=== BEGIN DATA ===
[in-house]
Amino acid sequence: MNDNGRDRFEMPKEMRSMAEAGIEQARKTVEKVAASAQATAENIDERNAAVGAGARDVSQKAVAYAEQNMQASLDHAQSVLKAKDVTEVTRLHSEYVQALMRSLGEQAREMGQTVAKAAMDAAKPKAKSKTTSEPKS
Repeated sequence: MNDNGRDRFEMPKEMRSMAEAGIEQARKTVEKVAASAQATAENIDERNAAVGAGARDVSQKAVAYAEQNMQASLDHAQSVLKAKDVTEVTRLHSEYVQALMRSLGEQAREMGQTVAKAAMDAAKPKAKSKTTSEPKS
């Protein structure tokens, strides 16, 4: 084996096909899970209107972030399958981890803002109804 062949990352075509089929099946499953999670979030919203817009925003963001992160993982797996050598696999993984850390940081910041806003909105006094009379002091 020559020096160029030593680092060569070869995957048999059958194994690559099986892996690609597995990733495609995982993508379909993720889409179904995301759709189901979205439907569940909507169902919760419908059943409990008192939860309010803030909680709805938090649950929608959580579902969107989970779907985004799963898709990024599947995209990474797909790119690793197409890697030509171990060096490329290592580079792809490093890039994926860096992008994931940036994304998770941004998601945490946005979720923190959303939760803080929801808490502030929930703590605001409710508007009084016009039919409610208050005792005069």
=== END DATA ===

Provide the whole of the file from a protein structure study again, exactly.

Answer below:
[in-house]
Amino acid sequence: MNDNGRDRFEMPKEMRSMAEAGIEQARKTVEKVAASAQATAENIDERNAAVGAGARDVSQKAVAYAEQNMQASLDHAQSVLKAKDVTEVTRLHSEYVQALMRSLGEQAREMGQTVAKAAMDAAKPKAKSKTTSEPKS
Repeated sequence: MNDNGRDRFEMPKEMRSMAEAGIEQARKTVEKVAASAQATAENIDERNAAVGAGARDVSQKAVAYAEQNMQASLDHAQSVLKAKDVTEVTRLHSEYVQALMRSLGEQAREMGQTVAKAAMDAAKPKAKSKTTSEPKS
């Protein structure tokens, strides 16, 4: 084996096909899970209107972030399958981890803002109804 062949990352075509089929099946499953999670979030919203817009925003963001992160993982797996050598696999993984850390940081910041806003909105006094009379002091 020559020096160029030593680092060569070869995957048999059958194994690559099986892996690609597995990733495609995982993508379909993720889409179904995301759709189901979205439907569940909507169902919760419908059943409990008192939860309010803030909680709805938090649950929608959580579902969107989970779907985004799963898709990024599947995209990474797909790119690793197409890697030509171990060096490329290592580079792809490093890039994926860096992008994931940036994304998770941004998601945490946005979720923190959303939760803080929801808490502030929930703590605001409710508007009084016009039919409610208050005792005069």